Hello, I've looked around quite a bit for information on the discouraged use of latches in CPLD/FPGA logic, but am still having trouble wrapping my head around the issues. So I was hoping someone on this forum could help me get a clue. I created a very simple Verilog module (for a Xilinx XC9500XL series CPLD) which is meant to handle input from 4 active low push buttons which select from 4 inputs and display the current selection on LEDs behind the buttons. Here is the code: module Main ( input [3:0] Buttons, output [3:0] Leds ); reg [1:0] CurInput; initial begin CurInput = 0; end assign Leds = 4'b0001 << CurInput; always @ (Buttons) begin if (Buttons == 0) CurInput = 0; else if (Buttons == 0) CurInput = 1; else if (Buttons == 0) CurInput = 2; else if (Buttons == 0) CurInput = 3; end endmodule Simple enough. The inferred latch occurs with the 2 bit CurInput register. I can understand why they end up being latches, since there is no default else statement in the always block, and there is no clock source. So instead of flip-flops, they becomes latches, with all of the apparent vileness those entail. First question is, would this particular use of a latch actually be problematic? It seems like it would be fairly predictable to me, if any button lines change, process the if statements, only one of which (or none of which) will be executed, assigning a new value to CurInput or leaving it at its previous value. Maybe the issue is the other code which depends on the value of CurInput not being synchronous? Second question is if there is a way to handle this situation in a better way without adding an oscillator to the design (it's a very cost conscious application). For example, are there any special primitives which could be used or perhaps only updating logic depending on CurInput when it changes? If anyone has some pointers to solutions for very low cost oscillators, that would also be helpful. For these types of applications, it probably doesn't need to be all that accurate. Thanks for any thoughtful input on this. Cheers! Element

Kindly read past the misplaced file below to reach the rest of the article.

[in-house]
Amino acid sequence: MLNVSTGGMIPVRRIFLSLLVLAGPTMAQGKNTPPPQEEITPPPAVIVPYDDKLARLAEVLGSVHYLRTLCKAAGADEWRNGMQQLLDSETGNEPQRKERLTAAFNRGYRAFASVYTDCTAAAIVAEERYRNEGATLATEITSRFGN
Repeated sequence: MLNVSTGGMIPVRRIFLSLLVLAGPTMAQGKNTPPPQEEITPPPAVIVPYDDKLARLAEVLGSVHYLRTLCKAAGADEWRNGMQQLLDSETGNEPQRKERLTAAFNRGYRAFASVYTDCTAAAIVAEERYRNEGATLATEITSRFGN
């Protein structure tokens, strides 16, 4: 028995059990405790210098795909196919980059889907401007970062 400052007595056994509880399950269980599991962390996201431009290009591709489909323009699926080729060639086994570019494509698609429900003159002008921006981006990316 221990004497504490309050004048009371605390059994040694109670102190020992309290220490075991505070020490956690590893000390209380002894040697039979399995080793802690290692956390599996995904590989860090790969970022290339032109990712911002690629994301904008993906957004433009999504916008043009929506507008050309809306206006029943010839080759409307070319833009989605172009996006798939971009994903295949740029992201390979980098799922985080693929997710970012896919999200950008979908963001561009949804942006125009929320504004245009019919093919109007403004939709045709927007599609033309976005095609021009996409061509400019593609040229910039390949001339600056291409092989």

Element Green wrote: > First question is, would this particular use of a latch actually be > problematic? No, because here its very clear what generates and happens with the latch. Usually latches occur accidentally and often triggered by combinational circuit which tend to glitches. And a glitch is a no-go for a latch...
Lothar Miller wrote: > Element Green wrote: >> First question is, would this particular use of a latch actually be >> problematic? > No, because here its very clear what generates and happens with the > latch. Usually latches occur accidentally and often triggered by > combinational circuit which tend to glitches. And a glitch is a no-go > for a latch... Thank you for the input. One thought occurred to me after I posted this. Since CurInput is a 2 bit value, could there be issues with the 2 bits not being updated atomically, in regards to logic which is dependent on the value of CurInput. For this application, it would probably never matter, since all it is doing is displaying the value to LEDs, so the human eye would never see a very fast LED glitch (say for example if the input changed in a manner which caused both bits to change). But I'm starting to see how it could be a problem if there was more critical asynchronous logic downstream from CurInput (control of an external mux for example). Does that line of thinking make sense or are these bits indeed atomic (synchronous) with dependent logic? I can see how even in fairly simple scenarios an oscillator is a very good thing to have. I don't really see how else delays can be performed in a predictable manner. For example if the buttons controlled multiple muxes and it was desirable to do a "break-before-make" switch, so that multiple muxes were not both driving the same bus. It would have to switch all muxes off, delay, and then switch on the active mux. My understanding is that an oscillator should be used in that case. Element
Element Green wrote: > Since CurInput is a 2 bit value, could there be issues with the 2 bits > not being updated atomically Indeed, each of those two memory-elements ist updated independentliy from the other. So if CurInput is 0 and theres a short spike on the button line, then maybe only one of the latches goes to the desired '1'. And the result is a wrong state on CurInput. > I don't really see how else delays can be performed You're right: an oscillator together with a state machine (a counter is the most simple kind of a FSM) is the only way to generate accurate and reproducable delays of any kind.
Thank you kindly for the helpful information. I have a much better grasp on the concepts now. Cheers! Element.
please distinguish synchronous and asynchronous latches synch latches are of no problem